Esther 6:13, Question 3. Why do Haman’s advisers speak first?

  • In the previous event in which Haman asked advice from his loved ones (Esther 5:10), Zeresh spoke first.
  • The Dena Pishra points out that here, Haman’s advisers speak first because Haman held Zeresh responsible for what he now considered bad advice.
  • According to the Sfas Emes, that verse called them “loved ones” and this verse calls them “advisers” because these were fair-weather friends, jumping on Haman’s bandwagon in the height of his rise to power, but are just advisers during his fall. He quotes the Mishna (Avos 5:6) that a love that is attached to a reason, once that reason goes away, that love disappears.
  • The Maharal notes that Haman’s male friends, like any good friend, were required for critical statements. The type pf woman Haman would marry is supposed to be his equal, not pointing out his flaws. The Maharal quotes a seeming contradiction between one Talmudic statement (Bava Metzia 59a) that says listening to one’s wife’s advice can lead a man to gehinom, or Hell, and another Talmudic statement (Ibid.) that advises a man with a short wife to bend to hear her advice. The Talmud explains that taking a wife’s advice in religious matters leads a man to gehinom, whereas taking her advice in worldly matters is worth bending for. The Maharal explains that, although there are exceptions, women then did not typically study Talmudic discourse, so taking their advice in that abstract, logical area would be foolish. A man should listen to his wife about the practical, worldly, real-life matters.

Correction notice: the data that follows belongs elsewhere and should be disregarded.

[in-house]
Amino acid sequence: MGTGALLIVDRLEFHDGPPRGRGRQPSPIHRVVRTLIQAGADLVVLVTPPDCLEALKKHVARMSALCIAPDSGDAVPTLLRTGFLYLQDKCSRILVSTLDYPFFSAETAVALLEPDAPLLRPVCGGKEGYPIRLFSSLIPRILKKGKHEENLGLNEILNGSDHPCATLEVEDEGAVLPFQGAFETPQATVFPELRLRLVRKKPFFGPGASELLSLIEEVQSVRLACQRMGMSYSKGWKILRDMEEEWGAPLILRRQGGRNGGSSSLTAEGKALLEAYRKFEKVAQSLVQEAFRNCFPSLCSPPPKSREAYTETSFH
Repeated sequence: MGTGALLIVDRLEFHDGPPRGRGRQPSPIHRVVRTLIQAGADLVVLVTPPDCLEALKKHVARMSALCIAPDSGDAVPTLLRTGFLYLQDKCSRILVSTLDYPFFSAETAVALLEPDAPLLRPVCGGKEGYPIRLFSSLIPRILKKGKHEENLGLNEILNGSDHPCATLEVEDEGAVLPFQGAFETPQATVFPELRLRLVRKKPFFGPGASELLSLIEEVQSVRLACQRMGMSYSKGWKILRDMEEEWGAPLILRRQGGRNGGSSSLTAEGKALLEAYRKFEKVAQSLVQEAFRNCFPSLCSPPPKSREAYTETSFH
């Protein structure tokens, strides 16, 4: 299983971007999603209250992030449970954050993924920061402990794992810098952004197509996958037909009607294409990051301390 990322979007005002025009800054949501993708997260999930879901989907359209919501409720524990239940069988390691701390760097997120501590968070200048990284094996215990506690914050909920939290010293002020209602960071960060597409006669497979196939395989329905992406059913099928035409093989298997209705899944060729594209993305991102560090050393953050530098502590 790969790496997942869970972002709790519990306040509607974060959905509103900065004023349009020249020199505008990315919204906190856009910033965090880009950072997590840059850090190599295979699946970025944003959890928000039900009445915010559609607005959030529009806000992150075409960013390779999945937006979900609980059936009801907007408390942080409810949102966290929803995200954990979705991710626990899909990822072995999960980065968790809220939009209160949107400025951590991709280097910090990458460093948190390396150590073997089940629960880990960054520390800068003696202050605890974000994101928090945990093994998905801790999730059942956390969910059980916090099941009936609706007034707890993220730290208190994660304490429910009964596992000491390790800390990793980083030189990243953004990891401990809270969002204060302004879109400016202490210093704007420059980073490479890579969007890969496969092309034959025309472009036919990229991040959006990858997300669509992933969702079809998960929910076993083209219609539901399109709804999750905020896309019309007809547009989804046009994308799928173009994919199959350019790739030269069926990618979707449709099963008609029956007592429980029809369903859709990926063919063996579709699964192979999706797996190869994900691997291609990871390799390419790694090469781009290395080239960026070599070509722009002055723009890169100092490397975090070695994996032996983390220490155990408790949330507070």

Esther 6:13, Question 2. Why does Haman not need to summon his friends and family as he had before (Esther 5:10)?

  • In the previous circumstance in which Haman asked his family and friends for advice (Esther 5:10), he had to summon them. According to Ibn Ezra, Haman did not need to call for them now because, after having recommended hanging Mordechai and going to Achashverosh, they stayed around to see the results of their advice.
  • The M’nos HaLevi suggests that they had left, but returned to comfort Haman upon death of his daughter and the other terrible events of the day. He also writes that Haman only told Zeresh, but word spread.

Esther 6:13, Question 1. What exactly does Haman tell his friends and family happened, and why?

יג וַיְסַפֵּר הָמָן לְזֶרֶשׁ אִשְׁתּוֹ וּלְכָלאֹהֲבָיו אֵת כָּלאֲשֶׁר קָרָהוּ וַיֹּאמְרוּ לוֹ חֲכָמָיו וְזֶרֶשׁ אִשְׁתּוֹ אִם מִזֶּרַע הַיְּהוּדִים מָרְדֳּכַי אֲשֶׁר הַחִלּוֹתָ לִנְפֹּל לְפָנָיו לֹאתוּכַל לוֹ כִּינָפוֹל תִּפּוֹל לְפָנָיו

13. And Haman related to Zeresh his wife and to all his loved ones all that chanced him. And his wise ones and Zeresh his wife said to him, “If Mordechai is from the seed of the Yehudim, that which you have begun to fall before him, you will not succeed him, since you will continue to fall before him…”

  • The Ben Ish Chai writes that Haman could not have been telling his friends and family about what happened that day since the fanfare with which it was performed made the day’s events common knowledge. Therefore, he must have been giving them a short history lesson.
  • The Maharal writes that Megillas Esther speeds up in pace during events to indicate the rushing feeling of geulah (“redemption”), may it come soon.